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Tuesday, September 21, 2021
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Catholics must be leaven in the world

A few months ago I spoke with some Catholics who told me that they had not voted in the last three elections because they had given up hope in politics. I was stunned, but not surprised.

This past week the Pew Forum on Religion and Public Life released a survey that reported 72 percent of the public thinks religion is losing influence in American life. At the same time, the number of people who think that churches and other religious leaders should speak about politics and social issues has grown from 43 percent in 2010 to 49 percent.

This shows us that a growing number of people realize faith plays an irreplaceable role in public life.

We are just over 30 days away from our next election. This presents every Catholic with an opportunity to bring what our faith teaches us about the human person and God’s plan for our true happiness into the voting booth. It is also chance for us to respond to the Second Vatican Council’s call for Catholics to be leaven in society.

Catholics should be voting, but society needs the faithful to do more than that. It needs intentional disciples of Christ and his Church to run for office or be involved in some way with the political process.

It is easy to bemoan the state of politics and give in to despair about society. But this is not a Christian attitude. As believers in Christ, our faith should give us the conviction of hope, because we know that Jesus conquered sin and death. Our hope is not in politicians, political parties, laws or institutions. Our hope is in Christ, who is able to transform our society and its people, if we let him work in us and through us.

This means that if our candidate loses an election, if bad laws are enacted, or even if we are persecuted, our hope should not be shaken. Nor should we give up the battle. We can say this with confidence because Christ’s resurrection proves that, in the end, his faithful disciples will succeed. Indeed, Jesus promised Peter, “the gates of hell will not prevail” against the Church (Matt 16:18).

With the election drawing near, I re-read a note that was put out in 2002 by the Congregation of the Doctrine of the Faith on the topic of Catholics’ involvement in political life. Few of you are probably aware of the note and fewer yet have probably read it. Yet, the more I have thought about its contents, the more I have come to the conviction that all Catholics should read and reflect on it, as it contains important teachings about living our faith in the world and how we vote.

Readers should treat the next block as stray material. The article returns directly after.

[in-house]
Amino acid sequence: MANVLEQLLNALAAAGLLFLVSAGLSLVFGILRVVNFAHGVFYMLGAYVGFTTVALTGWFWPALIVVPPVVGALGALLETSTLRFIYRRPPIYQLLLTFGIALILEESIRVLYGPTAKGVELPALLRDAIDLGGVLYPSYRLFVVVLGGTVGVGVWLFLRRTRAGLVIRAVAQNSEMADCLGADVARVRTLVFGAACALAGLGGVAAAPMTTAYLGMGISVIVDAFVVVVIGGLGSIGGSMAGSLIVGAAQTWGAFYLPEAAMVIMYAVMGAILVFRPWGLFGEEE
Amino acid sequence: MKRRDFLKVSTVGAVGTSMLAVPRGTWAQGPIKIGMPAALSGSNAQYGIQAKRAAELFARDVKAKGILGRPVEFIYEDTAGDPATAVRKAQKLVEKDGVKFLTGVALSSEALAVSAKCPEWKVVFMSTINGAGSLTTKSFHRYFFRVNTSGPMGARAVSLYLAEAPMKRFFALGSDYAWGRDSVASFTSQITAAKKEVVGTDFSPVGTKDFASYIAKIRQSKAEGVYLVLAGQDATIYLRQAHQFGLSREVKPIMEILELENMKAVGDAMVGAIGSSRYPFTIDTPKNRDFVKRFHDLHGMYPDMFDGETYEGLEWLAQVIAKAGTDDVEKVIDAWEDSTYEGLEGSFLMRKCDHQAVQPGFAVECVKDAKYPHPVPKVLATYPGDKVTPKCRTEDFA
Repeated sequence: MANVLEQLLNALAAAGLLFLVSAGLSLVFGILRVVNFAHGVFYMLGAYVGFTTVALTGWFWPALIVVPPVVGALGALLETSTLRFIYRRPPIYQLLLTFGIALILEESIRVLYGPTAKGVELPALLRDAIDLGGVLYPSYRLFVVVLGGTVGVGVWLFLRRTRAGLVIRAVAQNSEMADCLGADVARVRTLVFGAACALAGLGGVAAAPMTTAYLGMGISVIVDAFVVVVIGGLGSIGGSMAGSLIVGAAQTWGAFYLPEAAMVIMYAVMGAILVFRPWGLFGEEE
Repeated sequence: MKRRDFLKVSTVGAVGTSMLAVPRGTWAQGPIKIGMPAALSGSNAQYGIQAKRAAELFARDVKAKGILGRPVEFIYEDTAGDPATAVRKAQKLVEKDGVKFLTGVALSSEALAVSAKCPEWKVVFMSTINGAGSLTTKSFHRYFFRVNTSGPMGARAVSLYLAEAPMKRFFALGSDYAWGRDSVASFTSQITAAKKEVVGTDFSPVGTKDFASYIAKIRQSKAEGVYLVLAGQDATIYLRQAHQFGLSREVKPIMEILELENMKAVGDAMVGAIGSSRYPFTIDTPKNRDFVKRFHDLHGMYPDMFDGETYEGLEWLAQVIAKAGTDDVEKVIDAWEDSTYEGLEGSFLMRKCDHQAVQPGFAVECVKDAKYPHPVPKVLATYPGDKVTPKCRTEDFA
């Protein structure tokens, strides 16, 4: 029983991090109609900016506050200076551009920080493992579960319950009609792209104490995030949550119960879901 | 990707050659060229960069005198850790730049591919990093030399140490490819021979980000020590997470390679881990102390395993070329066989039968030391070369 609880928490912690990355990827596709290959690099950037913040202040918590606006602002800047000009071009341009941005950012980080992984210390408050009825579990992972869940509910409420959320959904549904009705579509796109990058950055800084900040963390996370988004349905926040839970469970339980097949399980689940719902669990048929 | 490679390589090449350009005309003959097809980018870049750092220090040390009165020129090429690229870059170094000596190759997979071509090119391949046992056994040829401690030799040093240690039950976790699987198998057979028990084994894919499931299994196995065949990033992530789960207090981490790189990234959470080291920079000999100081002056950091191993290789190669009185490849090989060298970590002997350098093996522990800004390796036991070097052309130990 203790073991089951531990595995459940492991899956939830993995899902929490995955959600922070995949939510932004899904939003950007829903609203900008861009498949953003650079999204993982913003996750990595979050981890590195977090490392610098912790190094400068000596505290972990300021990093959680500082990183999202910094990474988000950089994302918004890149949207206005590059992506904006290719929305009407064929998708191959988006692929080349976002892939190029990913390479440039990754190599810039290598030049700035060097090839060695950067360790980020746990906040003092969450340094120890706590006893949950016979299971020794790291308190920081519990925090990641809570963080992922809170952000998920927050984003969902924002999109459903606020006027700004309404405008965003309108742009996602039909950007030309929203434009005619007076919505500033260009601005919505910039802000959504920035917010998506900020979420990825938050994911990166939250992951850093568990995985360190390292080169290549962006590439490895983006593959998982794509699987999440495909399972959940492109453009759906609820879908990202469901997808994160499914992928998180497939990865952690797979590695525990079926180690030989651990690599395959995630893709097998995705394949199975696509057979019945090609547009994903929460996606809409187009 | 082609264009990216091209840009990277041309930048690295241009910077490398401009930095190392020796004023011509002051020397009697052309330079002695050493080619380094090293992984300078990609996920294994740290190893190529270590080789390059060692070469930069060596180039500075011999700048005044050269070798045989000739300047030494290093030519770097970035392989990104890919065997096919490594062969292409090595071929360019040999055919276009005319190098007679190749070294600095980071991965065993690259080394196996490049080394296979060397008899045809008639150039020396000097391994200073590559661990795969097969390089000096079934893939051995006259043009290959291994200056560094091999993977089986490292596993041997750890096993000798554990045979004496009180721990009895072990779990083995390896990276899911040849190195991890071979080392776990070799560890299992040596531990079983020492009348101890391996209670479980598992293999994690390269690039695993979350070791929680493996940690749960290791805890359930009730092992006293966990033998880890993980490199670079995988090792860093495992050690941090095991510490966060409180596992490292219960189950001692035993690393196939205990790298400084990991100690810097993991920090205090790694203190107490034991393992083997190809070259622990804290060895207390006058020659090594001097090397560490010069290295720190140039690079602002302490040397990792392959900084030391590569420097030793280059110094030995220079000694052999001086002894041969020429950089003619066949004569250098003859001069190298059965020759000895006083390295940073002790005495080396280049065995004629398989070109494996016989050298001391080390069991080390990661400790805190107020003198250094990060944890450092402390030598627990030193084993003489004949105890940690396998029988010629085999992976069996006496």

Every Catholic who is running for office or is presently an elected official should read and study the note. Too often, Catholics of either political party pay more attention to the ideology of their party and know more about that than the teaching of Jesus Christ and his Church. Catholics are called to be authentic disciples of Jesus Christ whose hearts, minds and consciences are continually formed by his teachings and not by a political party or someone’s opinion.

The Second Vatican Council teaches in “Lumen Gentium” that “the laity, by their very vocation, seek the kingdom of God by engaging in temporal affairs and by ordering them according to the plan of God. They live in the world, that is, in each and in all of the secular professions and occupations. They live in the ordinary circumstances of family and social life, from which the very web of their existence is woven. They are called there by God that by exercising their proper function and led by the spirit of the Gospel they may work for the sanctification of the world from within as a leaven. In this way they may make Christ known to others, especially by the testimony of a life resplendent in faith, hope and charity” (No. 31).

We have heard Pope Francis speak frequently on the importance of Catholics bringing Christ into the world. If every Catholic heeded the call of Jesus Christ, the invitation of Pope Francis and previous popes, and the invitation of the Second Vatican Council to go out into the world, it would be a much different place. I am confident that Catholic politicians and Catholic voters, when they prayerfully study the teachings of Christ and the Church they will vote with the heart and mind of Christ and help sanctify the world.

For that reason, sections of the note from the CDF will be printed in the Denver Catholic Register over the next three weeks, beginning with the introduction this week (see “On Catholics and politics” on this page).

I urge everyone to read this note and to examine your attitude about politics. Is it one of Christian hope? Do you see yourself called to sanctify the world? I also invite you to ask God what kind of involvement he is asking you to have in the political realm. How is he calling you to be leaven in our society?

The full note can be read at: http://ow.ly/C4CjI.

For information about Colorado politics, visit: www.cocatholicconference.org/.

Archbishop Samuel J. Aquila
The Most Rev. Samuel J. Aquila is the eighth bishop of Denver and its fifth archbishop. His episcopal motto is, "Do whatever he tells you" (Jn 2:5).
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